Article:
Paul Leap has re-opened this column's most contentious issue over the last 12 months - the orgins of the treehouse-like structure on the Hume Highway near Menangle.
I thought the case was closed, when in July (Getting Tanked, July 7), Marie Holmes of the Campbelltown and Airds Historical Society reported that the wooden structure was a tank stand.
''It was used to store water from the nearby Nepean River for use in the property's dairy and butter factory and for a time also serviced the Menangle township. The tank held about 8000 gallons of water and the water was transported by an open wooden trough to where it was to be used,'' Holmes says.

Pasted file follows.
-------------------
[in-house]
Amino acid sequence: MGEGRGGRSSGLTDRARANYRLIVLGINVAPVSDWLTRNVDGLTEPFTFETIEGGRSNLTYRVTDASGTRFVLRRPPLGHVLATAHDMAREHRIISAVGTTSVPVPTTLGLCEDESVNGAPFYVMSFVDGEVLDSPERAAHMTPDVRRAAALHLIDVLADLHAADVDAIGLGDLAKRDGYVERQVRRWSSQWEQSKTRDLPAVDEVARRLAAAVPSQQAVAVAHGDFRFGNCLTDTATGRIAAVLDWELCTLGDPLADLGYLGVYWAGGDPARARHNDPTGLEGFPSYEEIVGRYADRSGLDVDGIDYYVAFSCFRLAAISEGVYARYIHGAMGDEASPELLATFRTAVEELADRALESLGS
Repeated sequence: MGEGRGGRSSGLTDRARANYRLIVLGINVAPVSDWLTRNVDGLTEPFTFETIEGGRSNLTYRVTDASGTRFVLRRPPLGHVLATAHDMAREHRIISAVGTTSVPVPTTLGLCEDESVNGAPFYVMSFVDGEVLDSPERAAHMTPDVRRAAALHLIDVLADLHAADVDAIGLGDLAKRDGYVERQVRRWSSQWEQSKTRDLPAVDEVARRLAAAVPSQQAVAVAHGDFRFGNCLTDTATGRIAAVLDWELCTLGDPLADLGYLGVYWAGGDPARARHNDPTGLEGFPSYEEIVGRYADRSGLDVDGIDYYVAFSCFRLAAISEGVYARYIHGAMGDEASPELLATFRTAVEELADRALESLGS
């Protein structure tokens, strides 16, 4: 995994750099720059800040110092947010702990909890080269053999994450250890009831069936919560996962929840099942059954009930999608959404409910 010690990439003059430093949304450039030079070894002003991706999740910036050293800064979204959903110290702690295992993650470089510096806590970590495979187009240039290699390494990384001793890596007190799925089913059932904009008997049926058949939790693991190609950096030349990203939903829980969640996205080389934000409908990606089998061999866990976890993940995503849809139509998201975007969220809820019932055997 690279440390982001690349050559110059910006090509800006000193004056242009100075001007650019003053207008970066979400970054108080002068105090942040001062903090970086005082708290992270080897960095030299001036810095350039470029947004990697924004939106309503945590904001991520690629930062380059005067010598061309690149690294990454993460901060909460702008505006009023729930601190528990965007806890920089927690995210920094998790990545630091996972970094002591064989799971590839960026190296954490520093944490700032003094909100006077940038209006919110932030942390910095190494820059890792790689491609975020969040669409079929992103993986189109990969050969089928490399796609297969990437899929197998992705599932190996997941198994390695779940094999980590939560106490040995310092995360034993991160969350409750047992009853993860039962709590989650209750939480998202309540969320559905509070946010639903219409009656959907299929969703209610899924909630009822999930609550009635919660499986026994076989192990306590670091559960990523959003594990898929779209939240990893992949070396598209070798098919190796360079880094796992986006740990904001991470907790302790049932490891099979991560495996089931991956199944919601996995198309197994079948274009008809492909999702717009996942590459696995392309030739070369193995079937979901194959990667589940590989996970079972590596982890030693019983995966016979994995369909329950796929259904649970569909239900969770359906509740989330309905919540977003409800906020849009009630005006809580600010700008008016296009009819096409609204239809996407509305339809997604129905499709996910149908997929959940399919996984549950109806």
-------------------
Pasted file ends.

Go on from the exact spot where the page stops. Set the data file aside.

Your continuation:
At the time, this explanation was fully endorsed by the current landowner.
However Leap says that in a recent family discussion with his 93-year-old father-in-law, Hugh Finn of Campbelltown, it was revealed, ''that it was in fact built by his dad in the 1890s as a secure tobacco drying facility''.
''Apparently the colony was short on tobacco back then, so a tobacco crop grown at nearby Menangle was of great value. It would be dried in the wooden structure which was elevated to not only aid in the drying process but also to easily enable it to be guarded by a security guard and dog.''
I get the feeling I've re-opened Pandora's Box.